Thursday, May 26, 2011

Texas Hill Country Spinning Retreat

I'm back from the Hill Country Spinning Retreat at Mo Ranch. When I first heard about it on Ravelry, I took a big leap of faith and signed up immediately. There's no way I was going to pass on a week of spinning and dyeing instruction with the inspirational Judith MacKenzie McCuin, and in the Texas hill country! I could drive and take everything I could pack in the car. Was I really sending a big check to someone I didn't know, to attend a retreat with a group of strangers I was meeting on the internet? You betcha! Thankfully Roddie decided to go too, so I knew I wouldn't totally be alone. Turned out that I would know two other people, and made 20 new friends. Be prepared, this is going to be a REALLY long post with LOTS of photos! Here are Roddie and I arriving and meeting our hostess and workshop organizer, Karen.

Mo Ranch is a beautiful, Presbyterian retreat facility near Hunt, Texas. We had the entire Guest Lodge to ourselved for the week. In addition to the guest rooms, we had access to a full kitchen, dining room, sitting area with a gorgeous fireplace, and huge meeting room. It was the perfect location for a workshop where each participant had a LOT of "stuff" besides their spinning wheel.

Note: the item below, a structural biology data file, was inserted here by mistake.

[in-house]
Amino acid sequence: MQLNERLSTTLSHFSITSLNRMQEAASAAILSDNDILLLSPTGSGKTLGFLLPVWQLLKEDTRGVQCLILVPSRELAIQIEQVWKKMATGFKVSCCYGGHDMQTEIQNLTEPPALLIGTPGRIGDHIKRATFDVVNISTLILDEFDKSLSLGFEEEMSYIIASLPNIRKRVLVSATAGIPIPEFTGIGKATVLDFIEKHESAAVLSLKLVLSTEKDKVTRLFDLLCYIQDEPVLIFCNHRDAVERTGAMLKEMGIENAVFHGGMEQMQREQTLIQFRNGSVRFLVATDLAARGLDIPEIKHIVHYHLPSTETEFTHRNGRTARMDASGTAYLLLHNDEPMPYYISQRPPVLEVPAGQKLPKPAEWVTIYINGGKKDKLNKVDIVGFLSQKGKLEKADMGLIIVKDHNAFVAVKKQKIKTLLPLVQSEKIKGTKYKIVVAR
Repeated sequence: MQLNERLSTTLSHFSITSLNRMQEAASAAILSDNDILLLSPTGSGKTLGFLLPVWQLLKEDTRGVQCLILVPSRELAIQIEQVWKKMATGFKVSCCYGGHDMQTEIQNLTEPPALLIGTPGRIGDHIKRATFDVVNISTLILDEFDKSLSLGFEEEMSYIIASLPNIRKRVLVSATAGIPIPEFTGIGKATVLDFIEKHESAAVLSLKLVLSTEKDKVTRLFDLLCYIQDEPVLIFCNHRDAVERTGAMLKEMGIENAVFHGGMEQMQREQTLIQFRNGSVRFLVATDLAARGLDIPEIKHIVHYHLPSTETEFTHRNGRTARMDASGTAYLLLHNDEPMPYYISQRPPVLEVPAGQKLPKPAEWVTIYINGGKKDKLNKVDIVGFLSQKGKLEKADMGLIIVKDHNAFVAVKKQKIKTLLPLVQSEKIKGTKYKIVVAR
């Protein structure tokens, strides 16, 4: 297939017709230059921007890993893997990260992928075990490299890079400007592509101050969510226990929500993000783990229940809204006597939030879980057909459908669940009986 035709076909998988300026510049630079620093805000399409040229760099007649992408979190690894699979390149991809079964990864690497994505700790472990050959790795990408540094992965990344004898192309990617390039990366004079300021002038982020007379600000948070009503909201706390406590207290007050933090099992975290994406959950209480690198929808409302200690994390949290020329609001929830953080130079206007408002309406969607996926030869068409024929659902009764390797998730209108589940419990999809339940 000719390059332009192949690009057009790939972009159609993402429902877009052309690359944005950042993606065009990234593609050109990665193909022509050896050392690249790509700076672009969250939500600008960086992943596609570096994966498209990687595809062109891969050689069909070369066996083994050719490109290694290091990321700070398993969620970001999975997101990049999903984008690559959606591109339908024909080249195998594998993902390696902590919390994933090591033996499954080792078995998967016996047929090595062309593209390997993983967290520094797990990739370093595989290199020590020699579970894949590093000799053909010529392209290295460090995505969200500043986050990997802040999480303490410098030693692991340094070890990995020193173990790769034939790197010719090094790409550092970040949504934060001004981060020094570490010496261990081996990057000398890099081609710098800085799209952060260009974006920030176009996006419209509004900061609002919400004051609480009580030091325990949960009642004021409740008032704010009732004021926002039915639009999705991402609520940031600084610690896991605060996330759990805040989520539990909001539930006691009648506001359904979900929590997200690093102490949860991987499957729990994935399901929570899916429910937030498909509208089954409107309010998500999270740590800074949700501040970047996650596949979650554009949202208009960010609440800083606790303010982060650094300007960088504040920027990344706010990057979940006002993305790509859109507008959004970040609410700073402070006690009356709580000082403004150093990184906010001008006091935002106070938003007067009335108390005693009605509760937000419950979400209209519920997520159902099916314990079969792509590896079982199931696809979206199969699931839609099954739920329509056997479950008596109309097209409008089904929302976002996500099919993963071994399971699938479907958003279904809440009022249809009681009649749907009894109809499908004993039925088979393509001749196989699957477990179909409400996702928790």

Our view of the river from the patio


There was even an area off to the side of the meeting room where fiber vendors set up tables so that we could get a shopping fix any time we pleased. We spent quite a bit of time fondling the wares by Alecia Goes Around, Hill Country Weavers, Yarnorama, and Kai Ranch Mohair.

Cecil and Darlene from Buffalo Gold came out and brought samples for us to spin, as well as a great selection of their luxury yarns and fibers for purchase.

Judith even brought some of her hand-dyed Buffalo Gals yarn. I snagged some beautiful deep turquoise/green!

We began the week with a study of color. Judith made a big circle of Coopworth roving dyed in various colorways.

We drew numbers, then each person picked one. Then we divided that into quarters and traded two of them with other people. Since I was toward the end of the choices, I started with a sort of seafoam green roving (which was atrocious!) and added burgundy and dark blue to try and improve it.